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Everyday Hero Profile: Ned Arthur

Posted on Thu, Jan 20, 2022

Lynden is recognizing employees who make a difference every day on the job and demonstrate our core values, Lynden's very own everyday heroes! Employees are nominated by managers and supervisors from all roles within the Lynden family of companies.

Introducing Ned Arthur, Equipment Operator at Knik Construction in Alaska.

EDH Ned Arthur

Name:
Neil (Ned) Arthur

Company: Knik Construction

Title: Equipment Operator

On the Job Since: 1989

Superpower: Paving Pro

Hometown: Searsboro, Iowa

Favorite Movie: Roadhouse

Bucket List Destination: Italy

For Fun: Halibut fishing on his boat, smoking meat, and spending time with his 12 grandchildren

How and when did you start working for Lynden?
I worked at Harley's Trucking and Polar Paving, which later became Roadbuilders, a big outfit in Anchorage, and Quality Asphalt before I was hired by Jim Kirsch at Knik. Jim was a great guy and we had a lot of fun. In 1989 when I was first hired, we were working in Skagway right on the ocean. We had a big dock down there and an ore terminal. Yukon Alaska Transport was a new company to truck lead and zinc ore from Whitehorse, Yukon Territory, to Skagway for loading on ships at the port. Knik bought its first asphalt plant and we paved around the terminal so it was easier to get the trucks in for ship loading. Jim, Lyle and Dale Kirsch were all people I worked with.

What is a typical day like for you?
If it's spring or summer I'm at work somewhere where Knik has projects going on. If it's winter I'm home. We work until it's so cold you can't work anymore or until snow makes paving too difficult. There have been times that I've had so many layers on that I can barely stand up!

Lately I've been working at the gravel pit. We have an asphalt plant set up there, and I run a loader when we're making asphalt. We usually make between 800 to 5,000 tons in a day and it comes out at 350 degrees. One day we had 35 belly dump trucks coming through from Anchorage and they went 80 miles to Homer.

I live in Sterling, AK in a log home we bought in 1986. A friend of mine sold it to me and what is now our living room was the original cabin. We put on a foundation, a loft and basement.

What has been most challenging in your career?
Working around heavy equipment you have to be alert. When loading and unloading barges you need to stay clear of booms and keep your eyes open. You can get hit if you don't know where you need to be. Also, in all the places we've traveled for projects, you never know what's coming. You have to adjust to different places, people and climates. Also, the climate can be tough. You're either cooking or freezing!

What are you most proud of in your career?
The Wake Island and Guantanamo projects. My wife Connie spent six seasons in Guantanamo Bay with me while we were working on that project. We were awarded the bid to do the runway, which was built on a big rock pile with cliffs all around it. It worked out well.

Can you tell us about your family and growing up years?
I grew up in Iowa, one of six kids in my family. I have an older brother and sister and two younger brothers and one younger sister. My dad was killed in a train accident when I was in sixth grade, so my mom had to raise us. We did everything we could to help my mom, and her parents helped too. My older brother moved to Alaska, so in 1977 I came up to check it out and never left.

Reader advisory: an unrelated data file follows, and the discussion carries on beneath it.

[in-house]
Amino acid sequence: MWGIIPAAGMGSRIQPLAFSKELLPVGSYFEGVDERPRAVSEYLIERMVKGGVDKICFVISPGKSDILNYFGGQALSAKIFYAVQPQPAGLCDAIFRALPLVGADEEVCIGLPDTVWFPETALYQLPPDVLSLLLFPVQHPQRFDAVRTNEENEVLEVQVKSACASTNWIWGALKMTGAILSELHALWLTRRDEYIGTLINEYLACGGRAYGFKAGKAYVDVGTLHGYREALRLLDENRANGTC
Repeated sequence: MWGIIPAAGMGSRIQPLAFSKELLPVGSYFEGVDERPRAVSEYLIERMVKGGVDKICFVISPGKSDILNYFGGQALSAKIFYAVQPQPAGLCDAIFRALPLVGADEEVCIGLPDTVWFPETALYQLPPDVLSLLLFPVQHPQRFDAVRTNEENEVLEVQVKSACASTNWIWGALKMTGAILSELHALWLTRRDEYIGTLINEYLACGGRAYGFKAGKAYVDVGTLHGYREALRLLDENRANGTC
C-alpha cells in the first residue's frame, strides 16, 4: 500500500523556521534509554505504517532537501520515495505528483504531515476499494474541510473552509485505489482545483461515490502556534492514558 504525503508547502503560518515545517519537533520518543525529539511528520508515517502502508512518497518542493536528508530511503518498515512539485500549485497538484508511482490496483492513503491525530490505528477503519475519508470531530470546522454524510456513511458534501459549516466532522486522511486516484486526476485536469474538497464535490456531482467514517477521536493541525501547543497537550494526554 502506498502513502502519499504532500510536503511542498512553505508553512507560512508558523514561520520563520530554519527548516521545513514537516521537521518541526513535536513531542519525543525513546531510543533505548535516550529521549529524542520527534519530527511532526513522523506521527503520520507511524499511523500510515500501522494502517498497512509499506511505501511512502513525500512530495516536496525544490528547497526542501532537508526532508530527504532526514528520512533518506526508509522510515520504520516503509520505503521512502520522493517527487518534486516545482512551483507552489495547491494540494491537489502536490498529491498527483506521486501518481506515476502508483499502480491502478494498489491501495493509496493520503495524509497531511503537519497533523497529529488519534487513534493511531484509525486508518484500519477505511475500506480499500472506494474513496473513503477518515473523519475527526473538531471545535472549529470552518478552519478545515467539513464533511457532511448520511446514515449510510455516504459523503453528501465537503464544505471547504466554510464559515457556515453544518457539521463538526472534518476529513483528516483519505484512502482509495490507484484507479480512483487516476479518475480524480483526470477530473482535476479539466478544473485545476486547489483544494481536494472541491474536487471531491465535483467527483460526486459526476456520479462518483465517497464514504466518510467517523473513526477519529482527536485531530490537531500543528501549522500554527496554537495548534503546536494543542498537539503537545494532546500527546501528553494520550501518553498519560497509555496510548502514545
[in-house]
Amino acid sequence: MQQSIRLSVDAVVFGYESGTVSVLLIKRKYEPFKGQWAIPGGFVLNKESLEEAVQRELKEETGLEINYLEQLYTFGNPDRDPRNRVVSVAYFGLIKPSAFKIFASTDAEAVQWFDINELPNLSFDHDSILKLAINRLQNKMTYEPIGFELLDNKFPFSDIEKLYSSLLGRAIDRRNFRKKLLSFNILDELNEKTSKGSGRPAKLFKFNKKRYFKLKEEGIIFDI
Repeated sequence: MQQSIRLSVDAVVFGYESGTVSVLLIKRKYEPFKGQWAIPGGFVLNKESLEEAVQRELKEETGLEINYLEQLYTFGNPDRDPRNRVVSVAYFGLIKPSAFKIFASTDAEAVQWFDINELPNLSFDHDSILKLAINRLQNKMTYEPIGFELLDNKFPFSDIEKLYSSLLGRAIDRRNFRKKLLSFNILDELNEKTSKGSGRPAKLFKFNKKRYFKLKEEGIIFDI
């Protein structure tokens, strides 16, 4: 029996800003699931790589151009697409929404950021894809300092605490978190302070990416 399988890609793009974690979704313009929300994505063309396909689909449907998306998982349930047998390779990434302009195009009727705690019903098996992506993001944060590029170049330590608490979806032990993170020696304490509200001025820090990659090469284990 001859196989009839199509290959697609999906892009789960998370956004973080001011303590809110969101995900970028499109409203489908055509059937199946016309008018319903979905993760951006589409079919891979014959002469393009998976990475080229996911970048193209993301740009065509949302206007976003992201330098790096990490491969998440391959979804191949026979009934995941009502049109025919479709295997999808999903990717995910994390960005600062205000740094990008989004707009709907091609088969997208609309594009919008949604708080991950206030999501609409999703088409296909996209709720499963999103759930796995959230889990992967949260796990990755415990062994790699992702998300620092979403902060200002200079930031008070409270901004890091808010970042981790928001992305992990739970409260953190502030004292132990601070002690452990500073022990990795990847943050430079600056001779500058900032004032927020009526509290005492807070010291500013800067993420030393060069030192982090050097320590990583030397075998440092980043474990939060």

I knew Connie from Iowa. She had two boys and worked at a restaurant that my mom managed in Grinnell. You could say my mom played matchmaker. We got married in Iowa then drove up the Alcan when her boys were about 9 and 10. We drove her Pontiac TransAm. We flew the boys up and they stayed with us in summers and went back down to Iowa for the school year. We had two daughters in Alaska, and now we have 12 grandchildren between all the kids.

What was your first job?
I worked at a filling station, pumping gas and changing oil when I was in high school. Once I graduated, I worked at a farm equipment manufacturing place for a couple of years. I was on an assembly line building pug mills that grind corn into animal feed.

What would surprise most people about you?
I took home a souvenir from a job site. I found a dead walrus on the beach near Platinum, AK. I decided to take it home to display the tusks in my house. I had to soak the skull to remove all the debris to get to the walrus teeth and tusks. My wife thought it was pretty strange, but I had the tusks mounted on a piece of walnut and it looks really good. One of the grandkids worshipped the walrus tusks.

How do you spend your time outside of work?
I'm always on the go. I don't like to sit around. When I'm in Knik's off-season during the winter months, I watch some of the grandkids. They range from age 2 to 15. I also like to watch football – the Minnesota Vikings are my favorite team. I've always liked them from the time I lived in Iowa. I also like to cook BBQ meat on my Traeger smoker and take my 22-foot boat out fishing with buddies from work.

I also have a 38' by 28'-foot shop where I like to work on car restoration projects. I have a Ford Ranger XLT pickup that I bought new in 1976 and drove in Iowa. It only has 100,000 miles, and I don't take it out here unless it's dry weather. It's kind of a hobby. I've had Camaros, Chevelles and Novas. My first car was a 1955 Chevy Bel-Air, red with a white top, that I bought from my brother. I had it for about 10 years then bought a 68 Chevelle. I've had a lot of cars over the years.

What do you like best about your job?
It's nice to look at something you helped to build and know it will be there for a long time.

Tags: Lynden, Lynden Employees, Knik Construction, Everyday Heroes